Choose a job you love and you will never have to work a day in your life.” Peter Meyer IV, or Pete as he’s known, co-owner of Meyer’s Farm Stand in Woodbury, lives by this Confucian motto. His great grandfather, Peter Meyer Sr., bought the farmland in 1924. Since then, five generations of Meyers have lived on and worked the land, one of only two farms left in Nassau County.
For most of its history, Long Island was covered in farmland and wooded areas. In the 1920s and ’30s, the island slowly started transitioning into the suburbia we know today. Meyer’s Farm Stand is helping maintain the integrity of old Long Island—it’s an oasis amidst the residential, and increasingly commercial, surroundings.
Pete, Pete’s father (also named Peter after the family’s patriarch) and brother Joe are all partners in the business. Pete’s sisters, Jill and Jackie, live in the house their great grandfather built on Piquets Lane. Jackie sells freshly baked pies, cakes, cookies, brownies and other treats at the farm stand. She makes something different every day to keep customers on their toes. Jill does the bookkeeping with their mother Terry. Every family member participates in some way, large or small, harkening back to the days when every business was a family business.
Originally 30 acres, the Woodbury farm now measures 10 acres. Like most potato farmers, Peter Meyer Sr. fell on hard times in the 1930s. He survived the depression by selling part of the land to neighbor Edward Tinker, whose estate became the Syosset-Woodbury Community Park residents enjoy today. Throughout the years, the Meyer family has rented and owned several other plots of land around Long Island. In the late ’50s, they acquired 100 acres in Calverton.
Every day from March to December, the Meyer men drive fresh produce and plants the 45 miles from Calverton, where the majority of the farming is done. “We like to think of it as bringing the East End here,” Pete says. “The price of diesel and gas for three trucks every day gets expensive, but we have a knack for it.”
Customers appreciate the easy access to super fresh, locally grown produce at low prices that even beat the sales at supermarkets. In 2007, Nassau County purchased the development rights to the Woodbury property. The land must remain a farm forever, regardless of who owns it.
“The people wanted to see it continue for generations,” Pete says. Tens of thousands of acres on the East End have had similar preservation agreements in place since the late 1960s.
The farming industry has changed over Pete’s lifetime, for the better, thanks to technology. The Internet allows him to order seed from across the country, and advances in transportation allow it to be delivered to his doorstep the next morning. New equipment, like trucks, tractors and forklifts have made farming easier. Pete jokes about giving it all up if using horse-drawn machinery were still an industry standard.
Fertilizers, pesticides and other chemicals are stronger now, giving Pete the option to use less. None of his produce is certified organic, but he doesn’t spray some crops and uses limited amounts on others. “Nothing will attack it when it grows that fast,” he says of lettuce and other quick-growing crops.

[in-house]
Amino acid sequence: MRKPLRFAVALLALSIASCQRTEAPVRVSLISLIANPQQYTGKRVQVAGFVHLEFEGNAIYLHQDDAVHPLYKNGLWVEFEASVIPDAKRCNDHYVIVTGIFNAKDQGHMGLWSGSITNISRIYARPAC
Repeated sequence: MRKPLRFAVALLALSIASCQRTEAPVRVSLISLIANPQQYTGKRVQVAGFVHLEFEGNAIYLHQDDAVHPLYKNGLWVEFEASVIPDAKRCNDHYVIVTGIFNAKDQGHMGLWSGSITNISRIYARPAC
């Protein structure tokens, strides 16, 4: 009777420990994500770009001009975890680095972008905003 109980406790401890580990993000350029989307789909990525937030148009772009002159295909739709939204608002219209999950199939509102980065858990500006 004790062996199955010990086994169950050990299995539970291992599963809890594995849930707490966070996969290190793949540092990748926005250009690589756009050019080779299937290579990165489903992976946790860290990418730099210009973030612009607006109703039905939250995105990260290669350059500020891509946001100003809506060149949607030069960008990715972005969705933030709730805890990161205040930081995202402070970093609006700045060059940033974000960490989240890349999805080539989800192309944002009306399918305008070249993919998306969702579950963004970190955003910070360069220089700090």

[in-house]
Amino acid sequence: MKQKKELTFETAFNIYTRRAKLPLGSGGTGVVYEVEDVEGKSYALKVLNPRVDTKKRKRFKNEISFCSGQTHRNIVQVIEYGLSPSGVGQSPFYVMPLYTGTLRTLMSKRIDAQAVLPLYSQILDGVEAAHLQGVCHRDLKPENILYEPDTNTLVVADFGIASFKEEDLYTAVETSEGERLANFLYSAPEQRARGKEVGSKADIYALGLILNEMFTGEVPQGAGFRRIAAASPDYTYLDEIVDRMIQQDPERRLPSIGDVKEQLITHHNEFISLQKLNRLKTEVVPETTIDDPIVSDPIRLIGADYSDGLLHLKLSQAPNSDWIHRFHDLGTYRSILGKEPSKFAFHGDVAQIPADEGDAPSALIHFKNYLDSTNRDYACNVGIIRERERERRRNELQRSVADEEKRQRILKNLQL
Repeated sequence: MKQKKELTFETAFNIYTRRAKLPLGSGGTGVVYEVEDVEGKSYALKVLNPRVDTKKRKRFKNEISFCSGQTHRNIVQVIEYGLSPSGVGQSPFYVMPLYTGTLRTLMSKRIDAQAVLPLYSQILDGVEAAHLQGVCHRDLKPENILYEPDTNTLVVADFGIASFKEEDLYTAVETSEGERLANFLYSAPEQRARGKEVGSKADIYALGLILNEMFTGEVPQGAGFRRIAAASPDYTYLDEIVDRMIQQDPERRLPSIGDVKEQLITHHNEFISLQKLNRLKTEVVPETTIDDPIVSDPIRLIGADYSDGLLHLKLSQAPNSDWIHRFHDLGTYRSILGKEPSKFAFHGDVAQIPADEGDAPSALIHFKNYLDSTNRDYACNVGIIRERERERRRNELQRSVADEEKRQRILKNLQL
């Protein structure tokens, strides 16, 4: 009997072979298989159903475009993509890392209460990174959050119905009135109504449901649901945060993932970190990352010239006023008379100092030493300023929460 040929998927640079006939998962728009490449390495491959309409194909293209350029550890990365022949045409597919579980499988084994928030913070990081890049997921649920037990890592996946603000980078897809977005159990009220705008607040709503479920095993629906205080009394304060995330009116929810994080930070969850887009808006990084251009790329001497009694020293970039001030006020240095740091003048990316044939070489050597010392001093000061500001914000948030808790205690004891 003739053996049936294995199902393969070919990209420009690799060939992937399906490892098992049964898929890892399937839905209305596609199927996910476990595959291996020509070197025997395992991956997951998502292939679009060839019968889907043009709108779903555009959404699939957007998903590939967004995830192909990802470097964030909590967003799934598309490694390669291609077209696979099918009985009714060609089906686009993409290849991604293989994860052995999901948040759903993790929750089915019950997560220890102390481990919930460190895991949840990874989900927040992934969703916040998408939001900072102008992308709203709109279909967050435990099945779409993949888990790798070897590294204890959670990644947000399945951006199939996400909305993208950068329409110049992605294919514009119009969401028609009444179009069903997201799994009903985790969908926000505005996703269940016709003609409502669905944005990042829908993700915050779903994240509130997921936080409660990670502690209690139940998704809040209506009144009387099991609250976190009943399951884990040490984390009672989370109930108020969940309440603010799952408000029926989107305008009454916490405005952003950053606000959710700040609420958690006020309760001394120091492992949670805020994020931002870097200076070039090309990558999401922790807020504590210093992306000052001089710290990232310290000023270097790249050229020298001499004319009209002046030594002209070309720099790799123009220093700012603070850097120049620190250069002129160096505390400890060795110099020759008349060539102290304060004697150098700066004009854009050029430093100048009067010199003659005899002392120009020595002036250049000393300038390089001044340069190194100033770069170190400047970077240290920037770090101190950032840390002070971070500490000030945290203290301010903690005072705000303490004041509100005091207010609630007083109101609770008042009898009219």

The landscape also changed a great deal in Pete’s lifetime. He remembers when the Geico building across the street was the only structure around for miles. “That was the only building that was there when I was born,” Pete recalls. “I could stand at my house and look straight across to the Long Island Expressway when I was a kid.”
Meyer’s Farm Stand primarily grows vegetables. During spring, flowers are in high demand, with Mother’s Day being the biggest flower-selling day of the year. “From May first to the beginning of July, flowers are on everyone’s minds,” says Pete.
All of his customers want to plant flowers while the weather is nice, but not yet hot enough to spend time at the beach. They return on a weekly basis to see what new blooms they can take home to fill in their garden.
The farm stand officially opens on July Fourth. The flowers and vegetables they had been growing in the greenhouse all winter go up for sale. Then, they start the corn, and shortly after, the tomatoes, which the community eagerly anticipates every year.
“As soon as the sign goes out, they come out of the woodwork,” Pete says of the local tomato lovers. “They risk their lives taking that left turn across Woodbury Road.”
After that, the family begins growing about 30 different vegetables, as well as a few types of fruit, including watermelon, cantaloupe and honeydew. Other fruit that is sold, such as apples and peaches, is brought in from the Hudson Valley. Having fruit orchards is a different type of farming, Pete explains. “It’s the total opposite of vegetables.”
Farmers on Long Island are dwindling in numbers. “We’re a dying breed,” Pete says. “It’s hard to get the younger generation to take over.”
Pete’s oldest son, also named Peter, at age 18, actually does have an interest in the business. His other children, Brittany, 19, and Nick, 16, are not as keen on the idea at this stage. “They want to go to college,” Pete says approvingly. “They can always come back. We’ll be here.”
Eighty hours is a normal workweek for Pete, sometimes 90. “In the wintertime, when it becomes 9 to 5 for a couple of weeks, I don’t know what to do with myself,” he jokes.
Pete clearly loves his job. Business is steady, repeat customers, of which there are many, start to feel like family after a while, and as does the whole community who count on him to help beautify their homes and fill their plates. He considers it a privilege to be one of the few farmers in the county and to be continuing the business hopefully for generations to come.
Learn more about Meyer’s Farm at www.meyersplantproduce.com.